However, I began to re-realise my love for documentary, Realism cinema and storytelling – the things that inspired me to study film in the first place. I have always tried to express my interest in documentary where possible in my degree, even if it was through independent photography projects.

When I read about Grierson DocLab, it seemed so perfect for me. I knew I had to apply. Even more so after learning about John Grierson himself at University and writing an essay about his work because I admired it so much. Coming from a working class background, I have always had sustained interest in issues and themes that surround working class life in Britain – so the fact that DocLab was looking for applicants from similar backgrounds gave me hope of at least being considered. To be shortlisted and then selected has felt amazing – and like my ideas would matter. I cannot wait to put my all into the scheme and utilise all the support, advice and mentoring it offers. Above all, it has given me hope and a confidence boost that I will value through my ongoing journey.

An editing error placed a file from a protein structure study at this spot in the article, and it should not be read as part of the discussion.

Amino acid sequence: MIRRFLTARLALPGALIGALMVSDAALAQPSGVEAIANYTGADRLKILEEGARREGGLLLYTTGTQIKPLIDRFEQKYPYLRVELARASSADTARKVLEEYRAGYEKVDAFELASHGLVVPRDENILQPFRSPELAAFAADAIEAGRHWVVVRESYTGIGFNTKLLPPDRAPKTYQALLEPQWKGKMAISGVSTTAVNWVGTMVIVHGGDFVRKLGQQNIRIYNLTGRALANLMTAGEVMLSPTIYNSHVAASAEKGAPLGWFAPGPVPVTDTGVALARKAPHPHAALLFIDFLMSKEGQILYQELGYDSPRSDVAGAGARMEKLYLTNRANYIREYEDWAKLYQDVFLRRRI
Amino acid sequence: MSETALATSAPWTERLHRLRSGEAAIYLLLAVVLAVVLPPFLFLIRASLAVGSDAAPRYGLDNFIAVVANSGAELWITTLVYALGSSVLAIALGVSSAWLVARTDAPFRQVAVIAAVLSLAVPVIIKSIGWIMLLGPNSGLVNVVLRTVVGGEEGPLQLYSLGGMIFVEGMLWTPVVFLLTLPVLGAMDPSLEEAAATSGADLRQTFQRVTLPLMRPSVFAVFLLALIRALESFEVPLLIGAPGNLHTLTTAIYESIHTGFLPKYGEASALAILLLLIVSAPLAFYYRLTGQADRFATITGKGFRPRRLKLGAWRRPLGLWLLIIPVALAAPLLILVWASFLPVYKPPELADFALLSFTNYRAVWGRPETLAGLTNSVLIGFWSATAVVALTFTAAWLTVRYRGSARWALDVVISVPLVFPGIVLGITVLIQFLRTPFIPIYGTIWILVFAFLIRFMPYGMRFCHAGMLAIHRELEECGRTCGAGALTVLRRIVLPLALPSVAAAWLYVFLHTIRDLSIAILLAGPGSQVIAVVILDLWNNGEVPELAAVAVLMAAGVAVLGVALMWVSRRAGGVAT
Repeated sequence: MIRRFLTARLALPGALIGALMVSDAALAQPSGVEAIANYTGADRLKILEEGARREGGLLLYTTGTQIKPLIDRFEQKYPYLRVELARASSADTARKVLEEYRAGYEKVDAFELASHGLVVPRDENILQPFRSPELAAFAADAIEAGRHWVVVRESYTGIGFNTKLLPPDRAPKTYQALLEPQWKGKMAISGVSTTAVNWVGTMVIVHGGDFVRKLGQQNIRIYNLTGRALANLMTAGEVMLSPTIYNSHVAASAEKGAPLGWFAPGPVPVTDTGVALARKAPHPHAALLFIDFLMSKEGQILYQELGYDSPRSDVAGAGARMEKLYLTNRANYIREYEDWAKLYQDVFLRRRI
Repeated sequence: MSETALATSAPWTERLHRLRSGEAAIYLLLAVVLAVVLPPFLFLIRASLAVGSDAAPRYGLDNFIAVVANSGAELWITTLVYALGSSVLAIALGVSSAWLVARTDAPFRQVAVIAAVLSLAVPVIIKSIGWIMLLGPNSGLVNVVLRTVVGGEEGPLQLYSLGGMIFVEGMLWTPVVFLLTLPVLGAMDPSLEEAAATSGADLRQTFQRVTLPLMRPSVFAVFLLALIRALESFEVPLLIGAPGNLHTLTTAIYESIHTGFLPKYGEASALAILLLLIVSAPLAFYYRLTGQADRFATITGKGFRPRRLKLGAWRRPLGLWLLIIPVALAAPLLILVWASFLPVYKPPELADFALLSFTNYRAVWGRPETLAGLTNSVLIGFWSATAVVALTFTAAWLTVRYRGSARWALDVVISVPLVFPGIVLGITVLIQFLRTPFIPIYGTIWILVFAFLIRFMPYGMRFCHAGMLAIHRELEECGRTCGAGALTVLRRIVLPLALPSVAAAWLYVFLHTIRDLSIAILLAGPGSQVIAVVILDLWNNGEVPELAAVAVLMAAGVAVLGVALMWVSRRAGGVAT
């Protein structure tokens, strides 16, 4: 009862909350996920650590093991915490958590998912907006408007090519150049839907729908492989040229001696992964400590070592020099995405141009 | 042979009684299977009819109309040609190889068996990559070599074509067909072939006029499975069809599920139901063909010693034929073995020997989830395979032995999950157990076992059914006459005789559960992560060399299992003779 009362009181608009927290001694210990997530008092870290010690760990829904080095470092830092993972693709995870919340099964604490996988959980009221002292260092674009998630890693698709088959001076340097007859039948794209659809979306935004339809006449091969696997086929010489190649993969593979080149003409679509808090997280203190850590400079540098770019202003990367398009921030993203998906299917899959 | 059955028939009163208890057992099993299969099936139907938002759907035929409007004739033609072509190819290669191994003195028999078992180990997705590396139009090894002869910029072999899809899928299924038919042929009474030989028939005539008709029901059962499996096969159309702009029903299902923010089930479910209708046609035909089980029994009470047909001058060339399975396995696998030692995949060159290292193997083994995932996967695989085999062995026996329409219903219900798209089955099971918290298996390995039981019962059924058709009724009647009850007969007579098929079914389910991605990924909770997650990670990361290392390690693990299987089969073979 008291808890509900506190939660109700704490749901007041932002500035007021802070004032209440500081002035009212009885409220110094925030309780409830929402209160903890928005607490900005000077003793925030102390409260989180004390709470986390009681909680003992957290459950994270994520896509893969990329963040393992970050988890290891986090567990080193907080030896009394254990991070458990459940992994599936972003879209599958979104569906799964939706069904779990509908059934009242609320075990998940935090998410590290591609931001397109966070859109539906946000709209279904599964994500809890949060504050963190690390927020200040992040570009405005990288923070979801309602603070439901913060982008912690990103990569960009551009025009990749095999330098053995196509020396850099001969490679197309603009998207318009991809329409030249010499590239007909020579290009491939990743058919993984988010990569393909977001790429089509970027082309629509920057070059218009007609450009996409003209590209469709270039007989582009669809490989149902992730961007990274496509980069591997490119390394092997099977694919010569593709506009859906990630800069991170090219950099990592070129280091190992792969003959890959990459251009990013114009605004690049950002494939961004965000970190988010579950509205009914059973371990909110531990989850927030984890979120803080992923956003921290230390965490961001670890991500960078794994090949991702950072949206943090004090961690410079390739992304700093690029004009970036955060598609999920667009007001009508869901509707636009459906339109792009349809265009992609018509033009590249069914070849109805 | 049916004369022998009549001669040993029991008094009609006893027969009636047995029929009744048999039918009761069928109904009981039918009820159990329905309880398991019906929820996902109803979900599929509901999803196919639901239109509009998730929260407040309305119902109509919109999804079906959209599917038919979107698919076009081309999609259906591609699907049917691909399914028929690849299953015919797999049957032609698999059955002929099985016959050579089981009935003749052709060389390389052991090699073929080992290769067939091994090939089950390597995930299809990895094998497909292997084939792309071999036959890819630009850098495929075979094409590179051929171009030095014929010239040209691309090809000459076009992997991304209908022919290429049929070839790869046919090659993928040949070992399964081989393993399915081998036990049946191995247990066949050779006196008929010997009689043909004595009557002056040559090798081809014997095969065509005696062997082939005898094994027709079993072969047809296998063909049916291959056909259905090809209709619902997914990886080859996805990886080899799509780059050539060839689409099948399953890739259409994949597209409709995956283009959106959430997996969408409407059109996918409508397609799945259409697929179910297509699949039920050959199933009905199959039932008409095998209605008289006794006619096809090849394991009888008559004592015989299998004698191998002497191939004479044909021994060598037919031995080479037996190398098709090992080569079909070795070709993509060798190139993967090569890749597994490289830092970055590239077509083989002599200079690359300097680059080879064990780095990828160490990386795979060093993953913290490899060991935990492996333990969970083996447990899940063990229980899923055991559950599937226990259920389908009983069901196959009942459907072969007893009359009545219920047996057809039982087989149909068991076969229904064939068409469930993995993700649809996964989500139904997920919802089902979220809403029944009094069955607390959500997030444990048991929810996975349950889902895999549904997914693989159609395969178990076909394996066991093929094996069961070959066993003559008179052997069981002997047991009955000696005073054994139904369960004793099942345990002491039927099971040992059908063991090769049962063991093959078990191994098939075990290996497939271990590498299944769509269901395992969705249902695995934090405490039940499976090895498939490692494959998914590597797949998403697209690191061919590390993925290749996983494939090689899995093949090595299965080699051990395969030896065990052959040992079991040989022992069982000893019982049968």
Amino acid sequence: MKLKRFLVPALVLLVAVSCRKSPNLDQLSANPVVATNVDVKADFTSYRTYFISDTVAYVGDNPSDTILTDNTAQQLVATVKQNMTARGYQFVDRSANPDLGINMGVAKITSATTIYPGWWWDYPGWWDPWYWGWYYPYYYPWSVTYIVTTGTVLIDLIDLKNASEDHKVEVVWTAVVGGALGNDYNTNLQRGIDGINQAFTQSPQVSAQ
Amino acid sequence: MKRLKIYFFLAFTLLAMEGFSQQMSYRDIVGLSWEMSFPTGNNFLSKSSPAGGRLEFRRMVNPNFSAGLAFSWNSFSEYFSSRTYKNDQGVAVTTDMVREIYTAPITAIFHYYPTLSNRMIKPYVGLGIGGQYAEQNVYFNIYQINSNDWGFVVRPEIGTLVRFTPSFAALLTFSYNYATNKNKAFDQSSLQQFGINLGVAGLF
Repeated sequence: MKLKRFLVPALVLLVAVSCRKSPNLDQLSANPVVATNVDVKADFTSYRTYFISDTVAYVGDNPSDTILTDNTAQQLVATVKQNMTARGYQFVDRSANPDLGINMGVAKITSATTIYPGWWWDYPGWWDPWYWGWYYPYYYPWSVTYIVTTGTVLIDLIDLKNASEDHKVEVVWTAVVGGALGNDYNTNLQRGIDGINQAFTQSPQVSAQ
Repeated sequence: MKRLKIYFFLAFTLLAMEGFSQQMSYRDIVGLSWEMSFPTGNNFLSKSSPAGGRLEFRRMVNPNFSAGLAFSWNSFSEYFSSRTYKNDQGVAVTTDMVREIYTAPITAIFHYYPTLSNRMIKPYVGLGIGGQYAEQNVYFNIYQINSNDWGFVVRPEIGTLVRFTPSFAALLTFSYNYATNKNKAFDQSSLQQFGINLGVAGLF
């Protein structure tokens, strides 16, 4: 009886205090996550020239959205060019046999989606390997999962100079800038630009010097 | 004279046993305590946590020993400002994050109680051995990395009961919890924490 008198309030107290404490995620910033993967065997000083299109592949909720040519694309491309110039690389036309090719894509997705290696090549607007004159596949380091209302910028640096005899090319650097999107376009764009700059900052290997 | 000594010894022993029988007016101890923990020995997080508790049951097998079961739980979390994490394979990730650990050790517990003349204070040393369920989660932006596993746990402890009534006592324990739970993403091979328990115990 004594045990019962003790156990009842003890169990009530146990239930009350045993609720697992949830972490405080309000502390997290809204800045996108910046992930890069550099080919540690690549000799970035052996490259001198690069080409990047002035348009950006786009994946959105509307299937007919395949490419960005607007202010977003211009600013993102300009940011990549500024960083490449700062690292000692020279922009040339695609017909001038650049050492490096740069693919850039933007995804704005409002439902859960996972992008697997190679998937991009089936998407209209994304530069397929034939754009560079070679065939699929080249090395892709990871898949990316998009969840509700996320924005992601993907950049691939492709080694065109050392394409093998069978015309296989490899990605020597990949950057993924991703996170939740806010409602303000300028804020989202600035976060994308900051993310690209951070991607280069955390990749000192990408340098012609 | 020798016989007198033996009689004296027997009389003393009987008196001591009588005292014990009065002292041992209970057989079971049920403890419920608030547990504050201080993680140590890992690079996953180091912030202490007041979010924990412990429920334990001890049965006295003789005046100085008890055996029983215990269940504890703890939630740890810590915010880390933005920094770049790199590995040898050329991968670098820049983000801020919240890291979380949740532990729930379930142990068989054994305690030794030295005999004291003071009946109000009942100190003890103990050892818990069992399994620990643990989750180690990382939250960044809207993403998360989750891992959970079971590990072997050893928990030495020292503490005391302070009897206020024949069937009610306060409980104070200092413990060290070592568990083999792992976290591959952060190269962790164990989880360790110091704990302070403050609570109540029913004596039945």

Azeem Rajulawalla (21, Hadleigh, Essex).

I am a History student at SOAS, currently in my third and final year. I have always had an interest in film and the idea of being able to make my own excites me greatly. I was recently able to incorporate this passion into my degree, making a 45 minute documentary about the expulsion of Asians from Uganda in 1972 for my dissertation, told entirely from the perspective of those who were expelled.